The Geology of Chile is mainly a product of the Andean and preceding orogenies which are caused by the long-lived convergent boundary at South America's western coast. While in the Paleozoic and Precambrian this boundary was affected by the accretion of terranes and microcontinents it has since then developed into a pure subduction zone. The subduction have shaped four features parallel to its strike; the Andes, the Intermediate Depression which is a graben and foreland basin, the Coast Range which is an accretionary wedge and horst and the Peru-Chile Trench off the coast. As Chile lies in an active continental margin, it host a large number of subduction volcanoes and nearly all of the territory of Chile is subject to earthquakes arising from strains in the subducting Nazca and Antarctic Plates or shallow strike-slip faults.
Mineral resources in the northern regions of Chile have since late 19th century made up the bulk of the country's export and state income. Chile is currently a leading producer of copper, lithium and molybdenum. Much of the countries mineral wealth have accumulated thanks to long-lived volcanic and magmatic activity as well as the extreme aridity that have prevailed over Atacama Desert for millions of years.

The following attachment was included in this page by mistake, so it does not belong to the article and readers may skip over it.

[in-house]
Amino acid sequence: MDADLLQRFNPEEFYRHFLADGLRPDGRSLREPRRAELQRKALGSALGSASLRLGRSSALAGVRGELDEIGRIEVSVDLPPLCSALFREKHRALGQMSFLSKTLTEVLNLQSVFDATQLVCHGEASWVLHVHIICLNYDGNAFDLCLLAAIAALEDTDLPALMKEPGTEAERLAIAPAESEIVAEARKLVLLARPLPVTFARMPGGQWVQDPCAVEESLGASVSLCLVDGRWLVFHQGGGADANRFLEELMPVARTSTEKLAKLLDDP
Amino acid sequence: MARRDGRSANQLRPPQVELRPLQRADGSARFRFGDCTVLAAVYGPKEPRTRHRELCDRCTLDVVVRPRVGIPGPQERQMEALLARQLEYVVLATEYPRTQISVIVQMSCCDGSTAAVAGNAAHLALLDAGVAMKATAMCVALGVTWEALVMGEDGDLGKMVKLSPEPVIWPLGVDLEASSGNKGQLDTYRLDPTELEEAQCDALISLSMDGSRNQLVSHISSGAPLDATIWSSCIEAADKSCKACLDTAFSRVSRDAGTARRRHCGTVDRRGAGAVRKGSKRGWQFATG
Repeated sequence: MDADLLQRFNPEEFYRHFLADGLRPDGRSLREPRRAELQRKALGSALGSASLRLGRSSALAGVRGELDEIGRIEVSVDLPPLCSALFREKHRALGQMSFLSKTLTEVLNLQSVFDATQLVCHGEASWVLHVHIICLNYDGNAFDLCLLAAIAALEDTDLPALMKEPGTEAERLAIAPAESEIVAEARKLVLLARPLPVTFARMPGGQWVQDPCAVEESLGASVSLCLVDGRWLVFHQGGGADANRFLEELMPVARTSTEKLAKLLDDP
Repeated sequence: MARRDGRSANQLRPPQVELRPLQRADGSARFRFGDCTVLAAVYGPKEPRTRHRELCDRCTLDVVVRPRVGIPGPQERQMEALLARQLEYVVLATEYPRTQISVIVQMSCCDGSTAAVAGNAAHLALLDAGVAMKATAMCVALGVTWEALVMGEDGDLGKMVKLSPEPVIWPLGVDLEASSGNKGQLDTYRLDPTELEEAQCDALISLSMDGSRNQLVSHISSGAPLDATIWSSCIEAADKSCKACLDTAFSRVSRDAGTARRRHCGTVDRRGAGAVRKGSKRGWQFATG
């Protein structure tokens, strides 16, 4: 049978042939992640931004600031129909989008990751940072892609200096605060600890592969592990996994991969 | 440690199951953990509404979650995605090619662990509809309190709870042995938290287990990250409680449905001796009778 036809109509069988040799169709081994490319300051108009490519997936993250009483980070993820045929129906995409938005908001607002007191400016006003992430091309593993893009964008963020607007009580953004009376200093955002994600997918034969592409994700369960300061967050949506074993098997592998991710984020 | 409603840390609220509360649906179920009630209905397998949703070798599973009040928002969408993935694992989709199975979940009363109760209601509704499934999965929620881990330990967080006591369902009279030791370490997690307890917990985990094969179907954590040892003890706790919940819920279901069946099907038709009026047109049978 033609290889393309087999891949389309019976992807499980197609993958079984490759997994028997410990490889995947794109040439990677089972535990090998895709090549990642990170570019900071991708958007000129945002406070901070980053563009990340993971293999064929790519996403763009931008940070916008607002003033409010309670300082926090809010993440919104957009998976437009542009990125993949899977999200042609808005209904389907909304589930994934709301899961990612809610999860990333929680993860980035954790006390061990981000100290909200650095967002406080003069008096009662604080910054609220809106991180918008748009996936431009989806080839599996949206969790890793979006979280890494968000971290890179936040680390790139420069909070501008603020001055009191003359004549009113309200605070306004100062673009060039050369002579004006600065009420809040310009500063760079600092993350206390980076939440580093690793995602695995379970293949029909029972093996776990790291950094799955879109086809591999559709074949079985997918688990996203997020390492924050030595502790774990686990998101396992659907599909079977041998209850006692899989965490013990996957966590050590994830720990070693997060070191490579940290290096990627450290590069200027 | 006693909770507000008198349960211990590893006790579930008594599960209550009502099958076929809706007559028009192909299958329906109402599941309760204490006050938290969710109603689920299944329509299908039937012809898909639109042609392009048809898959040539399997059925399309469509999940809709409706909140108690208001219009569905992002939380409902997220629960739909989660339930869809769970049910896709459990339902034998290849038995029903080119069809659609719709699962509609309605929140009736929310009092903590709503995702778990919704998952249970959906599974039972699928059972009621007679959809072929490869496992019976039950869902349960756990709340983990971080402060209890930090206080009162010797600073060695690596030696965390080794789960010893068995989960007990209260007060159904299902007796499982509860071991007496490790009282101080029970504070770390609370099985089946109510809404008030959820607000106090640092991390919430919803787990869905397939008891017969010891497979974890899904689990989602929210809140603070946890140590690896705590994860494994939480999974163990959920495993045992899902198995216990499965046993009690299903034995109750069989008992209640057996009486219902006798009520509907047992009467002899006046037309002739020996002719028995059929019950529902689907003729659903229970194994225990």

The Chilean territories of Easter Island, and Juan Fernández Archipelago are extinct volcanic hotspot islands in the eastward moving Nazca plate. The Antarctic Peninsula, claimed as part of the Chilean Antarctic Territory, shares a series of characteristics with the southern Andes.
Due to the tectonic setting of Chile earthquakes, volcanic eruptions and mass movements are frequent. The subduction zone along Chile's coast has produced the most powerful earthquake ever recorded, the 1960 Valdivia earthquake. Earthquakes are known to have triggered eruption at volcanoes as it happened in 1960 with Cordón Caulle. Earthquakes have also produced tsunamis and even earthquakes on the other side of the Pacific Ocean have the potential of sending a tsuname wave to Chile.
Landslides may occur with some frequency in Andes of central and southern Chile, most events happens following earthquakes. The 2007 Aysen Fjord earthquake produced several landslides along the fjords mountains producing thus big tsunami-like waves inside the fjord.
Mud flows are also common in some places and occur after large rainfall events. Lahars have been are among the most lethal volcanic hazards in Chile, destroying towns such as Coñaripe in 1964. Although many lahars are triggered by volcanic eruptions they are often mistaken as unequivocal sign of eruption, which is not the case.